Precision and Accuracy: The between batch Coefficient of Variation (CV) for ALA ranged from 2.5% to 6.2%, the within batch CVs for ALA ranged from 2.5 to 8.4%, and the recoveries ranged from 110 to 112%. The between batch CVs for PBG ranged from 1.5% to 20% (near the LLOQ), the within batch CV for PBG ranged from 2.3% to 4.1%, and the recoveries ranged from 107 to 110% (see Table 2). CVs below 15%, and recoveries of 100% (±15%) were considered acceptable. The Recipe QCs were all within the acceptable ranges provided by the manufacturer. Over 5 separate runs, the ALA low QC mean was 30.4 μmol/L (ref value 32.3 (acceptable range 24.2 – 40.4) μmol/L), the high ALA QC was 131.5 μmol/L (ref value 142 (113 – 170) μmol/L), the low PBG QC was 6.5 μmol/L (ref value 7.9 (5.5 – 10.3) μmol/L), and the high PBG QC was 74.8 μmol/L (ref value 69.7 (52.3 - 87.1) μmol/L). The between batch CVs for the Recipe controls were < 3.2% for ALA and < 5.2% for PBG.
Method Comparison: The results comparing the LC-MS/MS method with the colorimetric method are shown in Table 3. There was a strong correlation between the methods for both ALA (r2 = 0.994) and PBG (r2 = 0.985). Passing-Bablok analysis indicated that the ALA (y = 1.098x – 0.1) results had a positive bias for LC-MS/ MS but were not significantly different for PBG (y = 0.962x - 0.2) compared to the colorimetric method.
There are few reported methods for the measurement of ALA and PBG in urine by LC-MS/MS. Most of these methods involve sample clean-up and/or derivatization to deal with the problem of ion suppression. Derivatization methods require extensive sample preparation [10,14]. Zhang et al. performed SPE using Waters Oasis HLB polymer reversed phase cartridges, and butylated ALA and PBG prior to analysis by LC-MS/MS . Floderus et al.  derivatized the amino groups on ALA and PBG with phenylisothiocyanate to measure them in serum by LC-MS/MS. Ford et al.  measured PBG by LC-MS/MS without the need for derivatization, but performed a sample clean-up step with Waters Oasis HLB polymeric reversed phase SPE cartridges. While Benton et al.  separated ALA and PBG from the matrix interferences chromatographically, we found that when using standard chromatography conditions, ion suppression still hindered the detection of ALA and PBG, and some form of pre-column sample clean-up was required. Relying on the HPLC column to separate analytes from the urine matrix interference can make the method less reliable because small changes to the chromatography may lead to a severe loss in signal for ALA and PBG. The commercially available isotopes, 13C2 15N-5- aminolevulinic acid (HCl) (13C2 15N-ALA) and 13C2-porphobilinogen (13C2-PBG), were used as internal standards in the current method. Ford et al. also used 13C2-PBG as the internal standard to measure PGB , and Zhang et al.  used the isotopic internal standards 13C2-PGB and 13C5 15N-ALA for the analysis of ALA and PBG by LCMS/ MS. The internal standard used by Benton et al.  (6-amino- 5-oxohexanoic acid) is not readily available and is structurally different to both ALA and PBG.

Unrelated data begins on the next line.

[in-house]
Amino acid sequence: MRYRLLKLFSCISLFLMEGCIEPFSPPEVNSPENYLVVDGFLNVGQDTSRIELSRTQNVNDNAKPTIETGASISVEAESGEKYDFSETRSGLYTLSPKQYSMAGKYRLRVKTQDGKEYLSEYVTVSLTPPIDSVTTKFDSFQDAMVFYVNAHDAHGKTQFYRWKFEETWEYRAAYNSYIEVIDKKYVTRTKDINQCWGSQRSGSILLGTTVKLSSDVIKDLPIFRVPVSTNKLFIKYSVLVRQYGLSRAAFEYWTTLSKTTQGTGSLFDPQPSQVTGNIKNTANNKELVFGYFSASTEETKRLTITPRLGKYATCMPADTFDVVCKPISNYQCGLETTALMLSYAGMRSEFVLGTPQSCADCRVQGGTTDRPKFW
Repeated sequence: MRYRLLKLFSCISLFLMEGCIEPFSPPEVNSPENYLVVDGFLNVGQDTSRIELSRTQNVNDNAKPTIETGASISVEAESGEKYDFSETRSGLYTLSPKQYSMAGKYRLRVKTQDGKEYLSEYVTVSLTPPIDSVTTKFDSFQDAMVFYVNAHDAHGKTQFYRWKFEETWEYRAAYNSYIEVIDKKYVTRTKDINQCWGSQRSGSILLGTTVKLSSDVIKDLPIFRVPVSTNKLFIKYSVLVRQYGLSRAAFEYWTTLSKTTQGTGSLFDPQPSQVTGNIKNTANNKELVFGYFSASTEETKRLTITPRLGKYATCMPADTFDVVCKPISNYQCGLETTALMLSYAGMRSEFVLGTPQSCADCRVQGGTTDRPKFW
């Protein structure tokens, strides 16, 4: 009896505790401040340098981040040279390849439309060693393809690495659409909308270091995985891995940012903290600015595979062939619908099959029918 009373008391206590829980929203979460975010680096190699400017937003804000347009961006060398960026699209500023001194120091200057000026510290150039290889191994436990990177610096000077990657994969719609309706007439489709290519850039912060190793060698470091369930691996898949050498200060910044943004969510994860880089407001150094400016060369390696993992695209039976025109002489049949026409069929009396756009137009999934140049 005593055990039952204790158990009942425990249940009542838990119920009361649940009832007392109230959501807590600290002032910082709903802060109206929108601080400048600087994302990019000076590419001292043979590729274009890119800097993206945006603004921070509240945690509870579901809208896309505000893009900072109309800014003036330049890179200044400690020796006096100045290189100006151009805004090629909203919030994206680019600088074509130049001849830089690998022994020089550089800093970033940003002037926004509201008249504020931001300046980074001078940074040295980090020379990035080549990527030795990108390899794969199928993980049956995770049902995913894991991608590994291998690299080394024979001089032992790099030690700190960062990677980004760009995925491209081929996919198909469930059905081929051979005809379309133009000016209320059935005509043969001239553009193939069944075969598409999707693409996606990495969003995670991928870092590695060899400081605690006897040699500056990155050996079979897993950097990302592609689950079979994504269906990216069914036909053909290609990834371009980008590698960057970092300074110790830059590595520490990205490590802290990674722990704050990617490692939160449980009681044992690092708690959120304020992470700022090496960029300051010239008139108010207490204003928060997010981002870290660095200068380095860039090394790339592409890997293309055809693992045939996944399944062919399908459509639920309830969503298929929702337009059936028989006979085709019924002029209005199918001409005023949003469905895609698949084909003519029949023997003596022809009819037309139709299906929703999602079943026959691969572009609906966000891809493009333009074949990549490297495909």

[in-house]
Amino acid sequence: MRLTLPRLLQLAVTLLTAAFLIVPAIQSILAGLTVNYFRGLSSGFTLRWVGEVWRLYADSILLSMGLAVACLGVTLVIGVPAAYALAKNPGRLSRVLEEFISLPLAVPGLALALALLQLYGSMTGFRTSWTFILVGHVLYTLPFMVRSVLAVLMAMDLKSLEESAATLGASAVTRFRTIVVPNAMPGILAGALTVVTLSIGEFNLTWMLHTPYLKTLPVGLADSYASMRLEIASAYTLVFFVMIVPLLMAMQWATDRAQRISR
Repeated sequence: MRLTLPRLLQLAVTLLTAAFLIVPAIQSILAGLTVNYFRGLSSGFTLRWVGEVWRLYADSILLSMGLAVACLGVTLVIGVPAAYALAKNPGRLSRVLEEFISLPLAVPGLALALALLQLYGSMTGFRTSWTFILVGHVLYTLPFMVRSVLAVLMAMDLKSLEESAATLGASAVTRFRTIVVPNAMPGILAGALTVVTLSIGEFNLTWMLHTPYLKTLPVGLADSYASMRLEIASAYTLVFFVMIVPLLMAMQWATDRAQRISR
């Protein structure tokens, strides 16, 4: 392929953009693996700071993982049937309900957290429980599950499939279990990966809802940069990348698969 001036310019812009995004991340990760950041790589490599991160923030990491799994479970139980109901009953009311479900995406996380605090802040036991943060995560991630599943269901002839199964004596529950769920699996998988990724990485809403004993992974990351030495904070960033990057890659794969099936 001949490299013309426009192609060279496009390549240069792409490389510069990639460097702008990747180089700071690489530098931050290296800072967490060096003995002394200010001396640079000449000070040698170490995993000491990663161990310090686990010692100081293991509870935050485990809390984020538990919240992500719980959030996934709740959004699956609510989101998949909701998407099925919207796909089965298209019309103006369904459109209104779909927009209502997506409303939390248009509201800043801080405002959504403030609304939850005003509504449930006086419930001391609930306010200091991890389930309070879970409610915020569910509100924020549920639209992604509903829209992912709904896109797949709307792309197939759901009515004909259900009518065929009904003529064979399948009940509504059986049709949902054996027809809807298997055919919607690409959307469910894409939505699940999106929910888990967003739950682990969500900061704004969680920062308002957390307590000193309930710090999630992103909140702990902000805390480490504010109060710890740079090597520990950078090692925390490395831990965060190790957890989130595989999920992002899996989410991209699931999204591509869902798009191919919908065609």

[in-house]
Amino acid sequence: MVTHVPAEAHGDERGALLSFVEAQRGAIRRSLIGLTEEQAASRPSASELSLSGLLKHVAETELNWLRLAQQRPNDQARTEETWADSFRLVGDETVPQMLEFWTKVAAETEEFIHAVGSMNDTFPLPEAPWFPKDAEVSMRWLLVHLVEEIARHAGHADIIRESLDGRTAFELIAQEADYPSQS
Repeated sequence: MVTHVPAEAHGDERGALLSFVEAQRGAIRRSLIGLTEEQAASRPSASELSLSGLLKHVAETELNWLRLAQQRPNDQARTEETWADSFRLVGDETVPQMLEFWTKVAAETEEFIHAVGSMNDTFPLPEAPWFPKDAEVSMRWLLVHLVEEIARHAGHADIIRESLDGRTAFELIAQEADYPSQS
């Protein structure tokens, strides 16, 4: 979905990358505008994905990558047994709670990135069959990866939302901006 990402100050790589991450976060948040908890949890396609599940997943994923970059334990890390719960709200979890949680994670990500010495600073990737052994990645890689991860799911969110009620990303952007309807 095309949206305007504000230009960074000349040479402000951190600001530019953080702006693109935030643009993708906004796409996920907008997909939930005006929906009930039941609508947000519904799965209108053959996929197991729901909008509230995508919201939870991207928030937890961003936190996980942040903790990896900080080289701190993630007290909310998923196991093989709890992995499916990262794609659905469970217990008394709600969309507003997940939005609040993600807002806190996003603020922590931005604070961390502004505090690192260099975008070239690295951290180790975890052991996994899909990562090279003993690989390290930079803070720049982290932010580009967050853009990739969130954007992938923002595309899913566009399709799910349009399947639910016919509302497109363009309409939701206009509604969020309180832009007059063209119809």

Comparing the mass spectrometer signal for a biological sample such as urine with an aqueous standard is an effective way to investigate the effect of ion suppression from the sample matrix on the sensitivity . The peak areas for both ALA and PBG were much lower without removing the interfering substances in the sample matrix. However, this interference was effectively removed by elution of diluted urine in an aqueous phase through silica SPE cartridges prior to LC-MS/MS. This suggests that the ion interference present in urine is likely to be caused by strongly hydrophilic cations such as sodium and potassium. ALA and PBG also have an affinity for silica, and this has been demonstrated by the use of a silica HPLC column for the chromatographic separation. However, in a completely aqueous medium, ALA and PBG are not well retained by the silica SPE cartridges and mostly elute straight through, whereas the ion interferences in urine appear to have a stronger affinity for silica and are effectively removed from the samples. The apparent analyte loss (of approximately 25% of ALA, and 15% of PBG) during sample clean-up is relatively minor compared to the loss in signal from ion suppression. To account for these analyte losses, the assay relies on the use of isotopic internal standards for reliable quantitation.
The LC-MS/MS method described here measures ALA and PBG in urine directly without the need for pre-column derivatization, uses commercially available isotopic internal standards, and does not suffer from low sensitivity due to matrix interferences. This method is relatively simple and produces results with acceptable accuracy and precision, and can be employed in any laboratory with LC-MS/MS to measure urinary ALA and PBG for aiding the diagnosis of porphyrias such as AIP and VP.